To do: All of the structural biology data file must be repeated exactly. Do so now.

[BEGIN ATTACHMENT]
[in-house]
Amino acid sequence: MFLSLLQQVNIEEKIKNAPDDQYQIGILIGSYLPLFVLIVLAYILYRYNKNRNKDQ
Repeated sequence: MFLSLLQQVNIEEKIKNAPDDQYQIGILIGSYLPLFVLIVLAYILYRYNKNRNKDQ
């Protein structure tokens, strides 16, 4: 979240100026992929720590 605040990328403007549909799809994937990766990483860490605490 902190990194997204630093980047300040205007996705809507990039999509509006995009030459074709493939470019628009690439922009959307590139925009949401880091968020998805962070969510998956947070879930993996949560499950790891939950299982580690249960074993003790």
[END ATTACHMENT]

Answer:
[in-house]
Amino acid sequence: MFLSLLQQVNIEEKIKNAPDDQYQIGILIGSYLPLFVLIVLAYILYRYNKNRNKDQ
Repeated sequence: MFLSLLQQVNIEEKIKNAPDDQYQIGILIGSYLPLFVLIVLAYILYRYNKNRNKDQ
């Protein structure tokens, strides 16, 4: 979240100026992929720590 605040990328403007549909799809994937990766990483860490605490 902190990194997204630093980047300040205007996705809507990039999509509006995009030459074709493939470019628009690439922009959307590139925009949401880091968020998805962070969510998956947070879930993996949560499950790891939950299982580690249960074993003790």